Skilled temporary workers will be required to earn at least £35,000 in order to qualify for settlement in the UK, Home Office has said.
Under the proposed changes to the immigration system which will enter into force in April 2016, skilled migrant workers coming to the UK under Tier 2 of the points-based system will no longer be able to settle in the UK simply based on the amount of time they have spent in the UK.
The Home Office holds that the new minimum pay threshold will mean that only the brightest and best workers, who strengthen the UK economy, will be able to apply to stay in the UK permanently.
Exceptionally talented people, investors and entrepreneurs will continue to have the option to stay.
Migrants doing jobs which are in shortage, and scientists and researchers in PhD-level roles, will be exempt from the £35,000 threshold.
Temporary permission to enter and remain in the UK will be capped at six years, to reinforce the temporary nature of Tier 2.
“Settlement in the UK is a privilege. We are sweeping aside the idea that everyone who comes here to work can settle, and instead reserving this important right only for the brightest and best,” Immigration Minister Damian Green said. “Our reforms of the immigration system will ensure we are more selective not only about those who are allowed to come here but also those who are allowed to stay permanently.”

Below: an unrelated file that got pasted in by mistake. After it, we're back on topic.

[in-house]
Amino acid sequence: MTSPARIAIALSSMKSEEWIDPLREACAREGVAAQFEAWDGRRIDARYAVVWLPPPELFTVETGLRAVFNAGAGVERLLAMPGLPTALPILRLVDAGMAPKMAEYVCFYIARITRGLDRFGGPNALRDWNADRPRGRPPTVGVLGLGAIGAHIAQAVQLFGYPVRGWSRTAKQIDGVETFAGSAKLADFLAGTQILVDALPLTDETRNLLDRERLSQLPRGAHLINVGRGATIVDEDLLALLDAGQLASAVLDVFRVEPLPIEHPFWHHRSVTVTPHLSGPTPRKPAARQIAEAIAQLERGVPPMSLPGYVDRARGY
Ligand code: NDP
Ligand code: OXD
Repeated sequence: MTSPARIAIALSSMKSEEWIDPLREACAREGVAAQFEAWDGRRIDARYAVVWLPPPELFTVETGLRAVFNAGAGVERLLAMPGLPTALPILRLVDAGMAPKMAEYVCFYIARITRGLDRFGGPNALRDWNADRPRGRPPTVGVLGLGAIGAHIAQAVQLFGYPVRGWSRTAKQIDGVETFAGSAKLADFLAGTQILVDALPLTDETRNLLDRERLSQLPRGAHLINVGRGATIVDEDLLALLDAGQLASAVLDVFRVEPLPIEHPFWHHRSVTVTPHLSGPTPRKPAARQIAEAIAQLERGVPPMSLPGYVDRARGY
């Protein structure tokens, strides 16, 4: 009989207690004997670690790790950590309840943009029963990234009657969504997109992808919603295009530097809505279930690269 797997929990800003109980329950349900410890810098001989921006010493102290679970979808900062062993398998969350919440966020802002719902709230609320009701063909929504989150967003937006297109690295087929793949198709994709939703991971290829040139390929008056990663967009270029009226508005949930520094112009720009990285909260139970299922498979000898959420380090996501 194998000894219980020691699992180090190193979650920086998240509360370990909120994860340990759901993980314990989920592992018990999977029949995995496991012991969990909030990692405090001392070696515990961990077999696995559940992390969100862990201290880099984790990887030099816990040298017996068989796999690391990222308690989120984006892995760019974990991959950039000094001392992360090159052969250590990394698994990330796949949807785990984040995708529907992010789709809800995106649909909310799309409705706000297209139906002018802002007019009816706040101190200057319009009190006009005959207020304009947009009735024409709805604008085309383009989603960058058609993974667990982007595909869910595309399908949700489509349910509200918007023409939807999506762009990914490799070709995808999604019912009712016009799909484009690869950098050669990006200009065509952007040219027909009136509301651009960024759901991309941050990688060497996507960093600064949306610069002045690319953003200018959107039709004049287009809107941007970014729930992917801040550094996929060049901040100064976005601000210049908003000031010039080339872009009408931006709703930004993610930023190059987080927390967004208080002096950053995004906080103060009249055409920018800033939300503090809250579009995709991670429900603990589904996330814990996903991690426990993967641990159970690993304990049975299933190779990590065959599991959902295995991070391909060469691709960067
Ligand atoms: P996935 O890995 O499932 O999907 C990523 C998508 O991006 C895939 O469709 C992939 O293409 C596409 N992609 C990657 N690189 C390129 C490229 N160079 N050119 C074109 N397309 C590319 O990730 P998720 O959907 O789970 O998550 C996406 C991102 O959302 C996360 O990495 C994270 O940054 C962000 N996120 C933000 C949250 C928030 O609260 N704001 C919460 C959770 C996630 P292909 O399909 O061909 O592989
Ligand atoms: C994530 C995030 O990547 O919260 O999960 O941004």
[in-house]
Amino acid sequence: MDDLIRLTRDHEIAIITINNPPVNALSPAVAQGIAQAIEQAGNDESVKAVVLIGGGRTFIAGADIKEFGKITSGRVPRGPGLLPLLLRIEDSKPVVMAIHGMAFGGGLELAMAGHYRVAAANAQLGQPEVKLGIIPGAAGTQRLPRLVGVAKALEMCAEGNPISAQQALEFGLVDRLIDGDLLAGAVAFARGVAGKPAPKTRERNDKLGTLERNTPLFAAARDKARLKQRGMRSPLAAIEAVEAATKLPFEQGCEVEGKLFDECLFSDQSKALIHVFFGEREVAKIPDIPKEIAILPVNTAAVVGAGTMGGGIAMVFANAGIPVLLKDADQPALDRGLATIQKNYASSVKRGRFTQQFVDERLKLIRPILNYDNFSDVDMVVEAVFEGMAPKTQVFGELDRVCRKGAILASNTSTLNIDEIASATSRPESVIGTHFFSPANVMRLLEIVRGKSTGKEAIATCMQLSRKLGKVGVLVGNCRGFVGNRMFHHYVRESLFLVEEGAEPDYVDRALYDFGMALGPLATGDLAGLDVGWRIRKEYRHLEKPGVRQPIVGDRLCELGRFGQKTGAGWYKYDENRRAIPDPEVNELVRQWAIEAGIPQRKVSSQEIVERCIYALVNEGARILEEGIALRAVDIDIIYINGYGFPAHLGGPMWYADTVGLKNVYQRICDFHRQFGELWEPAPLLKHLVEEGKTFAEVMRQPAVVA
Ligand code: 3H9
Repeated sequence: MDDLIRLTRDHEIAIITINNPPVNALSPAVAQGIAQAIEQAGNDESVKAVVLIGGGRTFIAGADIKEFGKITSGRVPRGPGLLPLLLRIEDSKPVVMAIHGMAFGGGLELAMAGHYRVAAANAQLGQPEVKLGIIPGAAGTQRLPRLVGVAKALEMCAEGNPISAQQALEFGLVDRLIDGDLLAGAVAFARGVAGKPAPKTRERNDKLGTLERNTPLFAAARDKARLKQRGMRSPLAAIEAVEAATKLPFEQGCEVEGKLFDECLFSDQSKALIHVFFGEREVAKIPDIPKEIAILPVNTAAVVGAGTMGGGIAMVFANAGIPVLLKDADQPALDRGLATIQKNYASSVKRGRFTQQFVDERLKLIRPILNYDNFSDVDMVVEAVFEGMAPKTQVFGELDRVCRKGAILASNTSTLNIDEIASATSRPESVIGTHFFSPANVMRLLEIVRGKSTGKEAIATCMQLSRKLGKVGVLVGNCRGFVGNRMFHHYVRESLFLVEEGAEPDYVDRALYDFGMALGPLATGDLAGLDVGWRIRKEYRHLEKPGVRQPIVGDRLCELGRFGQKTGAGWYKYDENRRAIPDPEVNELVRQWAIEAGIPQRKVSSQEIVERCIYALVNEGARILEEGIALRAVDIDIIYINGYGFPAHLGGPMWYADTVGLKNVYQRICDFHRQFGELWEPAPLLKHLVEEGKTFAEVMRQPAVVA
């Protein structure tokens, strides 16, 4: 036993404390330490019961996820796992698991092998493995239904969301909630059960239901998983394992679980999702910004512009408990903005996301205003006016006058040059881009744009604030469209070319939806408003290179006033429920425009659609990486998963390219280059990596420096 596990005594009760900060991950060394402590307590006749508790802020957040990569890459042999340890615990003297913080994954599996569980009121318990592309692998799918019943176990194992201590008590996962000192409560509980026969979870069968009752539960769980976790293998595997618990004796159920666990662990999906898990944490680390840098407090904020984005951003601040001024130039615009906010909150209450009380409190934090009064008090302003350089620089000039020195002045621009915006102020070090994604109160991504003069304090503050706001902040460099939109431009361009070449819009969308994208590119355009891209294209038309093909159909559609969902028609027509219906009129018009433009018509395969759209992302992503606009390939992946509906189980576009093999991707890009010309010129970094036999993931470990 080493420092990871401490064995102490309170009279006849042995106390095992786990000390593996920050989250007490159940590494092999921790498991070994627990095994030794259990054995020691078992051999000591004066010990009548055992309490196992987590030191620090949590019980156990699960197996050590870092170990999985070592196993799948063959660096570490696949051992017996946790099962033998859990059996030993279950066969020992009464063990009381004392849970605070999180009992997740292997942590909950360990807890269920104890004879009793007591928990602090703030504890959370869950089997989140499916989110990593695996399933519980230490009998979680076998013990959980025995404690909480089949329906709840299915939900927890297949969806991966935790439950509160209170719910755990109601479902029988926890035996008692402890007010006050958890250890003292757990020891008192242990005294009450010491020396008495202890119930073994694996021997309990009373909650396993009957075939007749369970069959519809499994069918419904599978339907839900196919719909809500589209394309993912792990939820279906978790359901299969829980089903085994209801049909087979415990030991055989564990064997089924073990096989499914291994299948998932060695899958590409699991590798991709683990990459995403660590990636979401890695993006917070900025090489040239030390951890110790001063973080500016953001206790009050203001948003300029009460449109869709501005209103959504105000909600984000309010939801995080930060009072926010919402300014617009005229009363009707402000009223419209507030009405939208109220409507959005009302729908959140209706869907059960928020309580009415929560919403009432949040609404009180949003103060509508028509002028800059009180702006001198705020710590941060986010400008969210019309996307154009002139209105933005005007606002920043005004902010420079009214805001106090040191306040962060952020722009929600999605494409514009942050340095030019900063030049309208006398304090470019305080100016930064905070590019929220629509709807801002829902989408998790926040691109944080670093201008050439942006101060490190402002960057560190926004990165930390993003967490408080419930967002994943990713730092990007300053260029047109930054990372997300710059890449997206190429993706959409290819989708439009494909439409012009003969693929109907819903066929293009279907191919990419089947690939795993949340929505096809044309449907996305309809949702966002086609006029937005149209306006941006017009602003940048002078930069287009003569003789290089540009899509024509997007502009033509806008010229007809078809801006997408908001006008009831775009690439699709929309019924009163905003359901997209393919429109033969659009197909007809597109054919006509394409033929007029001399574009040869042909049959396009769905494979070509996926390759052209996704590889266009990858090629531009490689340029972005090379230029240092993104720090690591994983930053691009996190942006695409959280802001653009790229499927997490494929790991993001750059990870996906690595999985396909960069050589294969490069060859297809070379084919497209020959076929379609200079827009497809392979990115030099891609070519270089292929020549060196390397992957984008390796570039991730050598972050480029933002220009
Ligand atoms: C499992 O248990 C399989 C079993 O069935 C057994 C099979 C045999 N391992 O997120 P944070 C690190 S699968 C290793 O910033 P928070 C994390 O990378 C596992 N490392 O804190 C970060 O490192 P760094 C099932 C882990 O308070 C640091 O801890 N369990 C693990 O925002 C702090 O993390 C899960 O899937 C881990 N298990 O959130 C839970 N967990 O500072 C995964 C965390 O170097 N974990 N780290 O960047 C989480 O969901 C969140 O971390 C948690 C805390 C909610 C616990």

The government intends to make all workers in shortage occupation jobs (currently including specialist nurses, teachers and social workers) exempt from the minimum settlement salary threshold of £35,000.
The government also plans to retain a route for overseas domestic workers in private households, but only when accompanying a visitor and limited to six months' stay with no right to change employer.
The current route of entry for private servants in diplomatic households under Tier 5 (Temporary worker – International agreement), will be retained, with a maximum stay of five years and no ability to change employer or to settle.
The government also plans to make changes to the visitor rules to allow a defined group of professionals to undertake specific fee-paid activities for short stays of up to one month without formal sponsorship requirements.